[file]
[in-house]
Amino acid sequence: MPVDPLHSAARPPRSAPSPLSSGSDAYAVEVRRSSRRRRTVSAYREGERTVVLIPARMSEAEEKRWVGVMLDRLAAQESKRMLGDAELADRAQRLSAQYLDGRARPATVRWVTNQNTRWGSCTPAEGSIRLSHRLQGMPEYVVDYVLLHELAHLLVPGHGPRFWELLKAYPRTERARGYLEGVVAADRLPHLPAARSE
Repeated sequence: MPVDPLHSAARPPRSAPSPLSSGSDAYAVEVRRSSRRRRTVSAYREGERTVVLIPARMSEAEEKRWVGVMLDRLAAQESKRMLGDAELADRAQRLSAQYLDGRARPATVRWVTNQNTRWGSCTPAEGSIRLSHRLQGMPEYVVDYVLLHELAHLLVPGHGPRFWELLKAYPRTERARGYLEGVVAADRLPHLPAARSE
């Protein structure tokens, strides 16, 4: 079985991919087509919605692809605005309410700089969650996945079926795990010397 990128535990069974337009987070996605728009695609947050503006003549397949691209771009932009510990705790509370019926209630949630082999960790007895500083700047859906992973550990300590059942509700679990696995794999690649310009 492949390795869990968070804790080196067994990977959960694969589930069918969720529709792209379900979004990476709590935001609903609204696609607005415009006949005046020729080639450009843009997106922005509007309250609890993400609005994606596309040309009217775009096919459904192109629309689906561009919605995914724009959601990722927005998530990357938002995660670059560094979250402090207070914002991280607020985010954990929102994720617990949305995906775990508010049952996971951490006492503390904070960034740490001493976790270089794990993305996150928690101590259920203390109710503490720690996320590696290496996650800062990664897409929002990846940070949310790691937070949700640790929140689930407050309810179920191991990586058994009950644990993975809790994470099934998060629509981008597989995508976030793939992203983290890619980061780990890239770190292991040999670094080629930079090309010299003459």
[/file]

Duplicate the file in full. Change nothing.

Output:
[in-house]
Amino acid sequence: MPVDPLHSAARPPRSAPSPLSSGSDAYAVEVRRSSRRRRTVSAYREGERTVVLIPARMSEAEEKRWVGVMLDRLAAQESKRMLGDAELADRAQRLSAQYLDGRARPATVRWVTNQNTRWGSCTPAEGSIRLSHRLQGMPEYVVDYVLLHELAHLLVPGHGPRFWELLKAYPRTERARGYLEGVVAADRLPHLPAARSE
Repeated sequence: MPVDPLHSAARPPRSAPSPLSSGSDAYAVEVRRSSRRRRTVSAYREGERTVVLIPARMSEAEEKRWVGVMLDRLAAQESKRMLGDAELADRAQRLSAQYLDGRARPATVRWVTNQNTRWGSCTPAEGSIRLSHRLQGMPEYVVDYVLLHELAHLLVPGHGPRFWELLKAYPRTERARGYLEGVVAADRLPHLPAARSE
């Protein structure tokens, strides 16, 4: 079985991919087509919605692809605005309410700089969650996945079926795990010397 990128535990069974337009987070996605728009695609947050503006003549397949691209771009932009510990705790509370019926209630949630082999960790007895500083700047859906992973550990300590059942509700679990696995794999690649310009 492949390795869990968070804790080196067994990977959960694969589930069918969720529709792209379900979004990476709590935001609903609204696609607005415009006949005046020729080639450009843009997106922005509007309250609890993400609005994606596309040309009217775009096919459904192109629309689906561009919605995914724009959601990722927005998530990357938002995660670059560094979250402090207070914002991280607020985010954990929102994720617990949305995906775990508010049952996971951490006492503390904070960034740490001493976790270089794990993305996150928690101590259920203390109710503490720690996320590696290496996650800062990664897409929002990846940070949310790691937070949700640790929140689930407050309810179920191991990586058994009950644990993975809790994470099934998060629509981008597989995508976030793939992203983290890619980061780990890239770190292991040999670094080629930079090309010299003459």